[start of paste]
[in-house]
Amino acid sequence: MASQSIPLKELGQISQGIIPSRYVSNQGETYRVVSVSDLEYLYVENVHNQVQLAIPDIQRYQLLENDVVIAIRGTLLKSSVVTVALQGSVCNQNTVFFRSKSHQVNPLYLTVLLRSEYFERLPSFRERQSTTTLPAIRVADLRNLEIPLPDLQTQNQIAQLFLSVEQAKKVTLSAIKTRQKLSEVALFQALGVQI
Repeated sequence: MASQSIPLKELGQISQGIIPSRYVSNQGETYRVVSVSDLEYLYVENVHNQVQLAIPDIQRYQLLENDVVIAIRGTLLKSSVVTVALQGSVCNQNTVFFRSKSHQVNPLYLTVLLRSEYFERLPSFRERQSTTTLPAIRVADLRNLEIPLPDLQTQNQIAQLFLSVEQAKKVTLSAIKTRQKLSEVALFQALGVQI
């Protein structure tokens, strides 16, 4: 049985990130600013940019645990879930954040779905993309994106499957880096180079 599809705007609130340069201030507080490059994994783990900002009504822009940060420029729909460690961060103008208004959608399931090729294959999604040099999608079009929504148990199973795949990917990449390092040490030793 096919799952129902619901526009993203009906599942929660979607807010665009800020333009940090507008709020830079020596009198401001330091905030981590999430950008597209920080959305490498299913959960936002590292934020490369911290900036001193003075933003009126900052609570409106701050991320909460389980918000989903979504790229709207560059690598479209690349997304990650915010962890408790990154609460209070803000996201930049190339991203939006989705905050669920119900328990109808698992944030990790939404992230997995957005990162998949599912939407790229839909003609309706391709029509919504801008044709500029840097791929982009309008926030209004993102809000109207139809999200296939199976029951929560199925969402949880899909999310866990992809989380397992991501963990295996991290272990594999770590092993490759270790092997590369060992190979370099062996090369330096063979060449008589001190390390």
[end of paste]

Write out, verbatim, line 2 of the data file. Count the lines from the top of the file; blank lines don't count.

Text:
Amino acid sequence: MASQSIPLKELGQISQGIIPSRYVSNQGETYRVVSVSDLEYLYVENVHNQVQLAIPDIQRYQLLENDVVIAIRGTLLKSSVVTVALQGSVCNQNTVFFRSKSHQVNPLYLTVLLRSEYFERLPSFRERQSTTTLPAIRVADLRNLEIPLPDLQTQNQIAQLFLSVEQAKKVTLSAIKTRQKLSEVALFQALGVQI